If these tips have only wet your appetite for more, the best resource I found on water use is at Water Use It Wisely.

Tips for the Budget Conscious
All of these water saving tips can also save you money, but several of the Jogging Stride tips involve a small initial investment. Here are my suggestions for those:
  • I did a quick search on prices for compost bins, compost tumblers, and vermiculture stations, and they seem to run about $100 and up. I'm putting together a homemade worm bin that shouldn't cost me more than $40 total, including the worms. I'll provide more details soon, but you can easily find instructions for making your own compost bin (with or without worms) on the Internet.
  • I've been staring at my showerheads since we moved in wondering how I can tell if they're low-flow or not. Here's a tip from the aforementioned Water Use It Wisely site: "If your shower fills a one-gallon bucket in less than 20 seconds, replace the showerhead with a water-efficient model." Don't waste money replacing a showerhead that's already efficient!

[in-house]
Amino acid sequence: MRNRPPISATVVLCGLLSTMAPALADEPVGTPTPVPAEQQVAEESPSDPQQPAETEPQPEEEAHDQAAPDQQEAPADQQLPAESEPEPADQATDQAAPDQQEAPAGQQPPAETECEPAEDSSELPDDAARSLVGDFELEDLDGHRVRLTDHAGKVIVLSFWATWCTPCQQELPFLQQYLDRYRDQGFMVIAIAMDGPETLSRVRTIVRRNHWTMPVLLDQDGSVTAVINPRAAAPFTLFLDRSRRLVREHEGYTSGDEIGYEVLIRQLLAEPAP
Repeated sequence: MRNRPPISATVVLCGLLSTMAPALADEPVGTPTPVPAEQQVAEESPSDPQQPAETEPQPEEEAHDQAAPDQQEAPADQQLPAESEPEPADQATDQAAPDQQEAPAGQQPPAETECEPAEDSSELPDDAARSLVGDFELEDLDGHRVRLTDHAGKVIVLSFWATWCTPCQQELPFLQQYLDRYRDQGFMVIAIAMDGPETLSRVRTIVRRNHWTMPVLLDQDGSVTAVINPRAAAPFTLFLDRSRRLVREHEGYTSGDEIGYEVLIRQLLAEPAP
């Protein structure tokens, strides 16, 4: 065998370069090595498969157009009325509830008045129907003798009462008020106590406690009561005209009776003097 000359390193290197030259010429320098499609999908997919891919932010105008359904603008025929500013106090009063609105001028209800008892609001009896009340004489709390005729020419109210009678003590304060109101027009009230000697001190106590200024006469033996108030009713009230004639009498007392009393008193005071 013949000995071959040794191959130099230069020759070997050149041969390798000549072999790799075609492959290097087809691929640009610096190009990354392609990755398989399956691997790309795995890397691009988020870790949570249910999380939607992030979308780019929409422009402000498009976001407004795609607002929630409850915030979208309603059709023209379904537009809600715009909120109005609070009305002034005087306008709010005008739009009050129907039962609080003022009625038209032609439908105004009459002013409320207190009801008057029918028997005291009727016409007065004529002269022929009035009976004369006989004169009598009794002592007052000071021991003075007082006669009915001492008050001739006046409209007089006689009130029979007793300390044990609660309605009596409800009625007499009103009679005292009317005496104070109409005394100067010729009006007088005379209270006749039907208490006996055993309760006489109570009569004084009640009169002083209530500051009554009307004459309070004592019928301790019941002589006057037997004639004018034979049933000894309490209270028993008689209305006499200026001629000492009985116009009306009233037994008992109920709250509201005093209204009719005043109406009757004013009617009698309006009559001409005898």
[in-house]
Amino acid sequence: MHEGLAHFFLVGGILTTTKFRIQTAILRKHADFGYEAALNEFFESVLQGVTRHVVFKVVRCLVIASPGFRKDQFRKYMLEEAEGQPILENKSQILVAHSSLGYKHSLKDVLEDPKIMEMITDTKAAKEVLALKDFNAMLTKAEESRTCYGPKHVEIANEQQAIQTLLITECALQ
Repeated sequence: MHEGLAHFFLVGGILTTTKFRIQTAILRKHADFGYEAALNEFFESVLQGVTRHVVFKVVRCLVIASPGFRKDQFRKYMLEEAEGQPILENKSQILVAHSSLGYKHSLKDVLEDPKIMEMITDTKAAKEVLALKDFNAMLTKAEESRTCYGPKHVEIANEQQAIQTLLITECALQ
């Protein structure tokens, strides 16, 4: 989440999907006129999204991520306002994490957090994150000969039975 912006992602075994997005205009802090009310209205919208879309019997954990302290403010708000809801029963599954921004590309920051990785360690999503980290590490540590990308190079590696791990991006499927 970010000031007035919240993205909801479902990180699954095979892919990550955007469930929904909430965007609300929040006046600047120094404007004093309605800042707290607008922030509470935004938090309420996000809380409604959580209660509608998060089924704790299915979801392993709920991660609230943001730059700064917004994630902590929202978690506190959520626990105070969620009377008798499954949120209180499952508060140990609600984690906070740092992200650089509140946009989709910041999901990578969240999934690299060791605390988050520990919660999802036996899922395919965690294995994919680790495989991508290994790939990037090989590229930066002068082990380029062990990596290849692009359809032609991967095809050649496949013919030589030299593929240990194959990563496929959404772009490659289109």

• Unless you already have plans to upgrade your toilets, it's much cheaper just to put a bottle in the tank. Just don't use a brick - it could break the toilet!

Where I'm At
Good on the Baby Steps. Working on the Jogging Stride. Do one of the Marathon Runners (and I'll let you guess which one).

My biggest downfall with water use is long showers. It is one of my eco-sins. The thing is, I don't feel like I'm dawdling in the shower. It really takes me that long! But I do keep my showers far hotter than I should (and I crank up the heat throughout the shower to get that good "frog in a pot of boiling water" effect).

Photo by Snap

This post was included in the Carnival of the Green #193 at EcoChic.

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Time for More Seasonal Recipes

>> Sunday, August 9, 2009

I'll be doing another post with seasonal recipes on Thursday, so if you have any awesome recipes, email them to me at consciousshopperblog at gmail dot com. Or post them on your personal blog and email me the link.